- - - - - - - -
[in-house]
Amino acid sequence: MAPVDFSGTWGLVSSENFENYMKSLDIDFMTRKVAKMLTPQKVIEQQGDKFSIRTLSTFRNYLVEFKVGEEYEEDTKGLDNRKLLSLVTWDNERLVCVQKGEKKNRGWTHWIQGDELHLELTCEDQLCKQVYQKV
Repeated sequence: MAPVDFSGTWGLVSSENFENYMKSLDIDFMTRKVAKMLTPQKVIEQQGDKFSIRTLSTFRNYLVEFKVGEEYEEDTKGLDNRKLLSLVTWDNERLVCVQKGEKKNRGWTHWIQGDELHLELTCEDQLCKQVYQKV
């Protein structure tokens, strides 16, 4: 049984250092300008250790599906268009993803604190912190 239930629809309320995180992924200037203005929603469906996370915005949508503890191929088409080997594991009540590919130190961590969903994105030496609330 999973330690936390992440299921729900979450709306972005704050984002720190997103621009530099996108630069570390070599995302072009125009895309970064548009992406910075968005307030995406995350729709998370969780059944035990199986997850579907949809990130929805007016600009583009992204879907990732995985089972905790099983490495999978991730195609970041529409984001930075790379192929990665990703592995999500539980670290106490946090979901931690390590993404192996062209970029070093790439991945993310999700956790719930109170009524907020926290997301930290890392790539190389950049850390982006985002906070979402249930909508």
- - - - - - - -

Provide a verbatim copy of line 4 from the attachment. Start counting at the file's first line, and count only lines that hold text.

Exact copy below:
């Protein structure tokens, strides 16, 4: 049984250092300008250790599906268009993803604190912190 239930629809309320995180992924200037203005929603469906996370915005949508503890191929088409080997594991009540590919130190961590969903994105030496609330 999973330690936390992440299921729900979450709306972005704050984002720190997103621009530099996108630069570390070599995302072009125009895309970064548009992406910075968005307030995406995350729709998370969780059944035990199986997850579907949809990130929805007016600009583009992204879907990732995985089972905790099983490495999978991730195609970041529409984001930075790379192929990665990703592995999500539980670290106490946090979901931690390590993404192996062209970029070093790439991945993310999700956790719930109170009524907020926290997301930290890392790539190389950049850390982006985002906070979402249930909508």